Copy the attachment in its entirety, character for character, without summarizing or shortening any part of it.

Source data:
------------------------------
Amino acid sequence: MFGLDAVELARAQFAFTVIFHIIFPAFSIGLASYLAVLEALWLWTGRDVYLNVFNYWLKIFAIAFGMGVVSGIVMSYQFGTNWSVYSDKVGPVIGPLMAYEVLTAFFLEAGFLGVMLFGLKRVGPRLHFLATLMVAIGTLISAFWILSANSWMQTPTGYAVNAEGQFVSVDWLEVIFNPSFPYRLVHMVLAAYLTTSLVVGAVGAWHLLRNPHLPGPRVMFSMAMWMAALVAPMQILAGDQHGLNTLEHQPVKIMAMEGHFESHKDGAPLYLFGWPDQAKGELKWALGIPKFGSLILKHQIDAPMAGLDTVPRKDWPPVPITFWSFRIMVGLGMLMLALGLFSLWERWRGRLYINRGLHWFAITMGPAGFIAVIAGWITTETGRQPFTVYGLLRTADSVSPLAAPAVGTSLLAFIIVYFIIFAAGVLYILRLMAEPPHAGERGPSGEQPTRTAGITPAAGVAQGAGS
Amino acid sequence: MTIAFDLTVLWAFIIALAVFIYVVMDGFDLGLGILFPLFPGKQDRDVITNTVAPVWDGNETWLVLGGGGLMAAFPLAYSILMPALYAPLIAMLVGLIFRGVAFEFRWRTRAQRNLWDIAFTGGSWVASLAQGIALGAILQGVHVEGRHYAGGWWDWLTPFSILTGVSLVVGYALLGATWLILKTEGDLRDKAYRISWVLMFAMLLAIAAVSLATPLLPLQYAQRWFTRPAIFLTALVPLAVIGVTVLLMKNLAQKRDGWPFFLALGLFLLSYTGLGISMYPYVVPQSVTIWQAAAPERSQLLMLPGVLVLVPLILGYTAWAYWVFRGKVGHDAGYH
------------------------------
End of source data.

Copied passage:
Amino acid sequence: MFGLDAVELARAQFAFTVIFHIIFPAFSIGLASYLAVLEALWLWTGRDVYLNVFNYWLKIFAIAFGMGVVSGIVMSYQFGTNWSVYSDKVGPVIGPLMAYEVLTAFFLEAGFLGVMLFGLKRVGPRLHFLATLMVAIGTLISAFWILSANSWMQTPTGYAVNAEGQFVSVDWLEVIFNPSFPYRLVHMVLAAYLTTSLVVGAVGAWHLLRNPHLPGPRVMFSMAMWMAALVAPMQILAGDQHGLNTLEHQPVKIMAMEGHFESHKDGAPLYLFGWPDQAKGELKWALGIPKFGSLILKHQIDAPMAGLDTVPRKDWPPVPITFWSFRIMVGLGMLMLALGLFSLWERWRGRLYINRGLHWFAITMGPAGFIAVIAGWITTETGRQPFTVYGLLRTADSVSPLAAPAVGTSLLAFIIVYFIIFAAGVLYILRLMAEPPHAGERGPSGEQPTRTAGITPAAGVAQGAGS
Amino acid sequence: MTIAFDLTVLWAFIIALAVFIYVVMDGFDLGLGILFPLFPGKQDRDVITNTVAPVWDGNETWLVLGGGGLMAAFPLAYSILMPALYAPLIAMLVGLIFRGVAFEFRWRTRAQRNLWDIAFTGGSWVASLAQGIALGAILQGVHVEGRHYAGGWWDWLTPFSILTGVSLVVGYALLGATWLILKTEGDLRDKAYRISWVLMFAMLLAIAAVSLATPLLPLQYAQRWFTRPAIFLTALVPLAVIGVTVLLMKNLAQKRDGWPFFLALGLFLLSYTGLGISMYPYVVPQSVTIWQAAAPERSQLLMLPGVLVLVPLILGYTAWAYWVFRGKVGHDAGYH